People data for analytics will help solve meaningful problems: The big data movement has left many organizations drowning in a sea of metrics. By 2020, IDC estimates that about 1.7 megabytes of new information will be created every second of every day for every human. You can measure anything, but if you measure everything and aim for “heroic analytics,” you are likely to end up with more questions than answers. Technology will enable organizations to look more closely into the workforce data they already capture - i.e. people data - to make better employee and business decisions that solve challenges related to turnover, retention, engagement, customer and patient satisfaction, and productivity.
Organizations climb higher on the human capital management (HCM) maturity curve by demanding more from technology: The human resources function has evolved from the transaction-driven personnel department of decades past into a strategic business partner thanks to a growing foundation of data-driven practices. However, many HR leaders still spend more than a third of their time on manual tasks, have limited insight into the entire business, and are continually inundated by basic employee FAQs. Wide adoption of SaaS has brought more sophisticated HCM solutions to organizations large and small alike, and HR leaders will now demand more from technology to deliver better recruiting, retention, talent management, collaboration, and onboarding solutions with prescriptive insights and enhanced self-service features that drive a better employee experience.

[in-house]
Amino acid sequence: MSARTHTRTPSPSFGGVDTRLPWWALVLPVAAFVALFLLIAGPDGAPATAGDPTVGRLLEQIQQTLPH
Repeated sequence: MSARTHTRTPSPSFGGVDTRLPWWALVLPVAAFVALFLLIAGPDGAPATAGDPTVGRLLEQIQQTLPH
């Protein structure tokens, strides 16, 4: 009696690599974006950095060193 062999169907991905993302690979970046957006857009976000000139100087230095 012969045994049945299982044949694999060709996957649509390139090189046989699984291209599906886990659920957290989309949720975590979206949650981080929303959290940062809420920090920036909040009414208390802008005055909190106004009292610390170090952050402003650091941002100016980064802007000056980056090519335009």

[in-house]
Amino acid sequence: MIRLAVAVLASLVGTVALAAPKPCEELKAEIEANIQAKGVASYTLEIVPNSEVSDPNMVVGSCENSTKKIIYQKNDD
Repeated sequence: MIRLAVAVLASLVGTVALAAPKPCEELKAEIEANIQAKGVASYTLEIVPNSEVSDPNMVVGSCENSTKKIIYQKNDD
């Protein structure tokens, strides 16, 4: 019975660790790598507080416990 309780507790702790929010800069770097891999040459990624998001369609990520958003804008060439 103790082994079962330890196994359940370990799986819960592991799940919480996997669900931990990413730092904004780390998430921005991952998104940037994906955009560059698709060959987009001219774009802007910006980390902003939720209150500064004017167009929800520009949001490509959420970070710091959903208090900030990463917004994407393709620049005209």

The Workforce Institute's board members are: David Almeda, chief people officer of Kronos Incorporated; Veronica Baz, founder of profesionistas.org.mx and former general director of the Center of Research for Development (CIDAC) in Mexico; Natalie Bickford, group HR director at Merlin Entertainments; Bob Clements, senior vice president at Axsium Group; David Creelman, CEO of Creelman Research; China Gorman, a human capital management consultant, speaker, and writer who is former CEO of the Great Place to Work® Institute and former COO of the Society for Human Resource Management (SHRM); John Hollon, award-winning journalist and nationally recognized expert on leadership, talent management, and smart workforce practices; Sharlyn Lauby, The HR Bartender and president of ITM Group, Inc.; Joyce Maroney, director of The Workforce Institute at Kronos; Jeanne C. Meister, founding partner of Future Workplace and best-selling author; Dennis Miller, chief employment officer at Cal Poly Pomona Foundation; Neil Reichenberg, executive director of IPMA-HR; Dan Schawbel, best-selling author and partner and research director at Future Workplace; and Mark Wales, vice president of workforce management.